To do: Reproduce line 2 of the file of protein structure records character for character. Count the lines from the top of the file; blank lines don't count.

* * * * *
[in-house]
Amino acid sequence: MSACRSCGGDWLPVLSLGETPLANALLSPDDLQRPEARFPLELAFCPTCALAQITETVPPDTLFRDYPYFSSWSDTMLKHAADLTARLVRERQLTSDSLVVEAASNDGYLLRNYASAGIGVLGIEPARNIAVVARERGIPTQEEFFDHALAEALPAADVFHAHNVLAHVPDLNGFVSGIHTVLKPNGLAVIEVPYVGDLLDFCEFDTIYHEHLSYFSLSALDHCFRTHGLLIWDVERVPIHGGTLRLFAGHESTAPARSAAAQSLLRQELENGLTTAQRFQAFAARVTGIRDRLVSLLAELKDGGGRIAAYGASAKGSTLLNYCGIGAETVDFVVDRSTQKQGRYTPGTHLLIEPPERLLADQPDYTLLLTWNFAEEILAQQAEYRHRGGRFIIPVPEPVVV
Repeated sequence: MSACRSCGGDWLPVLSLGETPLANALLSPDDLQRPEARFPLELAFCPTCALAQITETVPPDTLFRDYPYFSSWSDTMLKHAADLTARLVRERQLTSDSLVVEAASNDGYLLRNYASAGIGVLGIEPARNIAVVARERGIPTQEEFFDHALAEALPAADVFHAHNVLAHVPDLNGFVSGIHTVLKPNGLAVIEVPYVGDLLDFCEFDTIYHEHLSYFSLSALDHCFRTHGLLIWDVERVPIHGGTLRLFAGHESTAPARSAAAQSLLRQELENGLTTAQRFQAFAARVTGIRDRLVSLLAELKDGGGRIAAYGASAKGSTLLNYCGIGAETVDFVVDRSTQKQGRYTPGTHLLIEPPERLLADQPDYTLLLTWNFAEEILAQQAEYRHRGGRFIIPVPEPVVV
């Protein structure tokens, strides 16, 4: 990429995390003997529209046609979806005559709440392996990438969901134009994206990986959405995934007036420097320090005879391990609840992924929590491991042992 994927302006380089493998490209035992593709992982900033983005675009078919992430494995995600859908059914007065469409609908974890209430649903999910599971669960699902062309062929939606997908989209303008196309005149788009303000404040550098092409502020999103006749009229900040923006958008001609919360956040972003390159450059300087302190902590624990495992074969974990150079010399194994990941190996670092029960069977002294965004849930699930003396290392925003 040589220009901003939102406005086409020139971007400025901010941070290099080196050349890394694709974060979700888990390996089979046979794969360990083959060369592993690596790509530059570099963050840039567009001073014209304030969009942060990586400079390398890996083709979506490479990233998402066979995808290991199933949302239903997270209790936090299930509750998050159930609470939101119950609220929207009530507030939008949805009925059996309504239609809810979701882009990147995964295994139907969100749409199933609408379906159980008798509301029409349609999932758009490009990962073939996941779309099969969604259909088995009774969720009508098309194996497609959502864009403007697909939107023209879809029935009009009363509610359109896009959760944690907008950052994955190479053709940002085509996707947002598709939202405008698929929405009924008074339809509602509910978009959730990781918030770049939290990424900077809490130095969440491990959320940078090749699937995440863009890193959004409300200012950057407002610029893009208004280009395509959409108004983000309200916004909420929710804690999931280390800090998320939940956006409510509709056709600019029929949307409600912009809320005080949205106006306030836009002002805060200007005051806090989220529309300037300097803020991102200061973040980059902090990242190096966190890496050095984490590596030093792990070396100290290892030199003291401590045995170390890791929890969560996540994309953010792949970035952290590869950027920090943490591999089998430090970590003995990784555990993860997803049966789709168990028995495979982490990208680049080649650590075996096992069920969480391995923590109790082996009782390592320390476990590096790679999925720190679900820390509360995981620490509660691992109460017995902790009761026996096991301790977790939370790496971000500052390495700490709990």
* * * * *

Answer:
Amino acid sequence: MSACRSCGGDWLPVLSLGETPLANALLSPDDLQRPEARFPLELAFCPTCALAQITETVPPDTLFRDYPYFSSWSDTMLKHAADLTARLVRERQLTSDSLVVEAASNDGYLLRNYASAGIGVLGIEPARNIAVVARERGIPTQEEFFDHALAEALPAADVFHAHNVLAHVPDLNGFVSGIHTVLKPNGLAVIEVPYVGDLLDFCEFDTIYHEHLSYFSLSALDHCFRTHGLLIWDVERVPIHGGTLRLFAGHESTAPARSAAAQSLLRQELENGLTTAQRFQAFAARVTGIRDRLVSLLAELKDGGGRIAAYGASAKGSTLLNYCGIGAETVDFVVDRSTQKQGRYTPGTHLLIEPPERLLADQPDYTLLLTWNFAEEILAQQAEYRHRGGRFIIPVPEPVVV